There’s a collective sharp intake of breath in the Royal Festival Hall, as a voice comes out of the speakers. “Erykah will be joining us as soon as possible.” In Badu World – or “Badubotron”, the singer has been calling it of late – time is elastic. Irrelevant. It could mean waiting hours for her to go on stage. Even hours and hours. In recent years, she has perhaps become known as much for her loose time-keeping – and letting loose some unpopular opinions – as for being the bohemian soul sage who changed the sound of R&B in the late-90s and whose influence is everywhere in modern music.
But not tonight. The first of two shows billed to celebrate a quarter-century of her debut album, Baduizm, the Dallas native swaggers into view, 15 minutes shy of her allotted start time. Her excellent players, all nine of them, have tantalised the audience with a ripple of dialtones from Caint Use My Phone, which riffs on one of her best-loved tracks, Tyrone. And now she is under the spotlights, poised to shoot, wearing a hat within her signature Holy Mountain hat, fur jacket and extreme leg warmers by Myah Hasbany that look like floofy sea anemones. They swoosh hypnotically. It speaks to her current mode as a front-row fashionista but it also seems to suggest “outlaw”.
Since Badu’s last release, an acclaimed mixtape, came out almost a decade ago, her live shows are the closest clue to who she is in 2022: facing forwards, forever in her own orbit. Those expecting a trip solely back through her classic album tonight – which sold millions when it was released in 1997 and won two Grammys – for their pricey ticket might have been disappointed. Badu isn’t entertaining clear-cut nostalgia. She plays a cluster of Baduizm’s songs, often massaged into new shapes, alongside other favourites like Window Seat, the 10-minute Out My Mind, Just In Time and, from Baduizm followup Mama’s Gun, Time’s A Wastin’ and Green Eyes (on which she sounds particularly superb).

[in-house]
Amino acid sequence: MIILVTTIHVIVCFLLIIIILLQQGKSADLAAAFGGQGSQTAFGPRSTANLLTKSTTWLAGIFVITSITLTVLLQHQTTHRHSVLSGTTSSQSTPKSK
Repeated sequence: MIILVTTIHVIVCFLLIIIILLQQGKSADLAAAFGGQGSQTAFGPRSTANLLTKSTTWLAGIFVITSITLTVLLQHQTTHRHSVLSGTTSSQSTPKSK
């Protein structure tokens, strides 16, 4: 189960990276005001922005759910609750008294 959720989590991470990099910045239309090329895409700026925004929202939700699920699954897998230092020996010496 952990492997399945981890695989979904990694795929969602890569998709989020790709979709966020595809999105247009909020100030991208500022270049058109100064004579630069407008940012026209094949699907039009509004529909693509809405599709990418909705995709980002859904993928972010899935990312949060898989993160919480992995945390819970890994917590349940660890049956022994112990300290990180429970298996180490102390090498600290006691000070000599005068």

This tantric line through her catalogue creates, on the whole, an eccentric fantasy spectacle. It’s where earthy, primal energy meets computerised frontiers, synths and sci-fi visuals: yogic breaths; her voice erupting from pure control to untethered yell; a jazzy Todd Rundgren cover; cages of multicoloured lasers amid hammering congas; a gripping, drum-fuelled cover of Burning Spear’s Jah No Dead; the brilliant moment where she dances like she’s in Fela Kuti’s band; the bleeps and bloops as if powering down after a song. The cosmic soup is exhilarating and, at times, dizzying, and makes the tunes where it’s just Badu and the piano, singing the blues, land harder.
And what of the future? This week she featured on Misunderstood, a new track by the Roots with Tierra Whack, though there’s still no news on her own material. For now, words of wisdom will have to do. Badu has long been looked to for spiritual guidance and the overriding message here appears to be one of self-reliance. She recites Faith, Hope & Charity’s disco hit To Each His Own as individualist gospel (“The best of business … is to mind your business”) and ends with hope: “There will be a brighter day, if you believe in brighter days.” Erykah Badu: totally timeless.